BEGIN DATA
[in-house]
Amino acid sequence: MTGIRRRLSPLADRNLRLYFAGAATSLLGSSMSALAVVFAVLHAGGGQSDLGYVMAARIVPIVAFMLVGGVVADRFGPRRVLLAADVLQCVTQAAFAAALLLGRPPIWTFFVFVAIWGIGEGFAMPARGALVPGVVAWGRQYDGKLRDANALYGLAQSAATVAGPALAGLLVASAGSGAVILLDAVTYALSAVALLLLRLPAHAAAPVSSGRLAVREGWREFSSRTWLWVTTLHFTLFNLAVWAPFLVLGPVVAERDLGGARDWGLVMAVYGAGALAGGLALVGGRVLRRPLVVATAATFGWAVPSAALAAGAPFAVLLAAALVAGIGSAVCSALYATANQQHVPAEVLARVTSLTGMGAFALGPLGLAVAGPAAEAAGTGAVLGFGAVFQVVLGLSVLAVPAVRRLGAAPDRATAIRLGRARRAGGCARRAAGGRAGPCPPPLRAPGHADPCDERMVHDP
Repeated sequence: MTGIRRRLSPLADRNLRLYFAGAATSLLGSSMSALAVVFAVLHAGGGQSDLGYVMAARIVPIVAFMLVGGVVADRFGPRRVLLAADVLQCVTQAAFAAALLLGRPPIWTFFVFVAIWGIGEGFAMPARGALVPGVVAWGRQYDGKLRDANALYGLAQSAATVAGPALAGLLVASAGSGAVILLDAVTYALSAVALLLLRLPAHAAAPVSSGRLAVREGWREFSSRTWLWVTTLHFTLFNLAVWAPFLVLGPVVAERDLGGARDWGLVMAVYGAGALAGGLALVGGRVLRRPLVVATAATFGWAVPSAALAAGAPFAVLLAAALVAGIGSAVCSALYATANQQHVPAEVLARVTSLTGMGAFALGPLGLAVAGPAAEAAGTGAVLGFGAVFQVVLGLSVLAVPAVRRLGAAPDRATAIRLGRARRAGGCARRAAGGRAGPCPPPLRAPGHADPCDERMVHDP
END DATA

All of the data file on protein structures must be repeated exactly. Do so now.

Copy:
[in-house]
Amino acid sequence: MTGIRRRLSPLADRNLRLYFAGAATSLLGSSMSALAVVFAVLHAGGGQSDLGYVMAARIVPIVAFMLVGGVVADRFGPRRVLLAADVLQCVTQAAFAAALLLGRPPIWTFFVFVAIWGIGEGFAMPARGALVPGVVAWGRQYDGKLRDANALYGLAQSAATVAGPALAGLLVASAGSGAVILLDAVTYALSAVALLLLRLPAHAAAPVSSGRLAVREGWREFSSRTWLWVTTLHFTLFNLAVWAPFLVLGPVVAERDLGGARDWGLVMAVYGAGALAGGLALVGGRVLRRPLVVATAATFGWAVPSAALAAGAPFAVLLAAALVAGIGSAVCSALYATANQQHVPAEVLARVTSLTGMGAFALGPLGLAVAGPAAEAAGTGAVLGFGAVFQVVLGLSVLAVPAVRRLGAAPDRATAIRLGRARRAGGCARRAAGGRAGPCPPPLRAPGHADPCDERMVHDP
Repeated sequence: MTGIRRRLSPLADRNLRLYFAGAATSLLGSSMSALAVVFAVLHAGGGQSDLGYVMAARIVPIVAFMLVGGVVADRFGPRRVLLAADVLQCVTQAAFAAALLLGRPPIWTFFVFVAIWGIGEGFAMPARGALVPGVVAWGRQYDGKLRDANALYGLAQSAATVAGPALAGLLVASAGSGAVILLDAVTYALSAVALLLLRLPAHAAAPVSSGRLAVREGWREFSSRTWLWVTTLHFTLFNLAVWAPFLVLGPVVAERDLGGARDWGLVMAVYGAGALAGGLALVGGRVLRRPLVVATAATFGWAVPSAALAAGAPFAVLLAAALVAGIGSAVCSALYATANQQHVPAEVLARVTSLTGMGAFALGPLGLAVAGPAAEAAGTGAVLGFGAVFQVVLGLSVLAVPAVRRLGAAPDRATAIRLGRARRAGGCARRAAGGRAGPCPPPLRAPGHADPCDERMVHDP